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A History of the Zoo’s Sumatran Rhino Breeding Program

The Sumatran rhino is considered the most endangered of all rhino species and perhaps the most endangered large mammal on Earth. It is estimated that no more than 100 animals exist on the island of Sumatra in Indonesia. The Zoo has worked for more than 30 years to save this species from extinction. Scientific breakthroughs by scientists at the Zoo’s Lindner Center for Conservation and Research of Endangered Wildlife (CREW) resulted in the birth of three calves at the Zoo, the first place to successfully breed this critically endangered species in captivity in over a century.

Sumatran rhino named Harapan (Photo: Kathy Newton)

Sumatran rhino named Harapan (Photo: Kathy Newton)

By 2014, only one Sumatran rhino remained in the Western hemisphere, a lone male named Harapan. With no chance to bring a female to the United States, the Zoo made the difficult yet significant decision to send Harapan to the Sumatran Rhino Sanctuary in Indonesia and transported him there in late October. There he will have the chance to mate and contribute to the survival of his species. It is the end of an era at the Cincinnati Zoo, but a fresh new hope for the Sumatran rhino. The Cincinnati Zoo remains committed to saving the Sumatran rhino by supporting Rhino Protection Units in the wild and continuing to lend support to the breeding program at the Sumatran Rhino Sanctuary.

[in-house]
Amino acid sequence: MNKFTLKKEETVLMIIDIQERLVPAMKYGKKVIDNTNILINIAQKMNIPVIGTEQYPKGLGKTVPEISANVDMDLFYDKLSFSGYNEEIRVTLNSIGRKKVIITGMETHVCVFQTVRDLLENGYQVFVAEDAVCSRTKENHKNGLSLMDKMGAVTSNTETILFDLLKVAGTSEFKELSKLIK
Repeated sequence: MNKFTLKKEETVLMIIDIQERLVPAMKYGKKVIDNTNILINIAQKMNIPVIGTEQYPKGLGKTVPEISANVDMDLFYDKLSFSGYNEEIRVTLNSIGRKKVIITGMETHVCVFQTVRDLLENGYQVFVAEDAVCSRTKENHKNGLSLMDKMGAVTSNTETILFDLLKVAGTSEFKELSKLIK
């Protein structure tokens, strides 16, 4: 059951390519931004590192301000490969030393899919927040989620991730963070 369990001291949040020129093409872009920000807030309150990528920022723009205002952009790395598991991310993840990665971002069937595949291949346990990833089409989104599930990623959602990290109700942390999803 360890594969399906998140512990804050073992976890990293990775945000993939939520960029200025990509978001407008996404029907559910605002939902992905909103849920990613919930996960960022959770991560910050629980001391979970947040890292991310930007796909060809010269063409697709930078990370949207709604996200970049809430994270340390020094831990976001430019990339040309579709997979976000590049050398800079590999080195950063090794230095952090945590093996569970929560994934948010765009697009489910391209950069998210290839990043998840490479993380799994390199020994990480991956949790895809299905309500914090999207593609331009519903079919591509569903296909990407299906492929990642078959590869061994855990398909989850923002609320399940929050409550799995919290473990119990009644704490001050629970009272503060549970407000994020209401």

Join me in a celebration of the milestones achieved by the Zoo’s Sumatran rhino breeding program over the past 30 years, with special thanks to the tireless dedication and commitment of Dr. Terri Roth, her team of CREW scientists, and the rhino keepers.

Dr. Terri Roth (Photo: Tom Uhlman)

Dr. Terri Roth (Photo: Tom Uhlman)

Sumatran Rhino Breeding Program Timeline

1984 – The Zoo officially formed a partnership (The Sumatran Rhino Trust Agreement) with Indonesia to establish a Sumatran rhino captive breeding program.

1989 - The Zoo received its first Sumatran rhino, a female named Mahatu.

1991 - The Zoo received its first male Sumatran rhino, Ipuh.  Unfortunately, initial breeding attempts with Mahatu were unsuccessful and she passed away in 1992.

Ipuh enjoys his browse.

Ipuh enjoys his browse.

1995 - The Zoo received a new female Sumatran rhino named Emi.

1996 - CREW scientists initiated research into the reproductive physiology of Sumatran rhinos using endocrinology and ultrasonography.

Dr. Roth conducts an ultrasound on Emi

Dr. Roth conducts an ultrasound on Emi

1997 - The first successful mating was achieved with Emi and Ipuh. Unfortunately, she lost the pregnancy by day 42 of gestation.

Ipuh and Emi

Ipuh and Emi

1998-1999 – Four additional pregnancies were confirmed by ultrasound; all were lost by three months of gestation.

2000 – A sixth pregnancy was confirmed. This time, Emi was prescribed a hormone supplement.

September 13, 2001 – Success! Emi gave birth to the first Sumatran rhino calf bred and born in captivity in 112 years. He was named Andalas.

Andalas, just one day old (Photo: David Jenike)

Andalas, just one day old (Photo: David Jenike)

July 30, 2004 - Emi gave birth to a second calf, a female named Suci.

Emi and her second calf, Suci (Photo: David Jenike)

Emi and her second calf, Suci (Photo: David Jenike)

February 19, 2007 - Andalas was relocated to the Sumatran Rhino Sanctuary in Indonesia with the goal of breeding with a female there.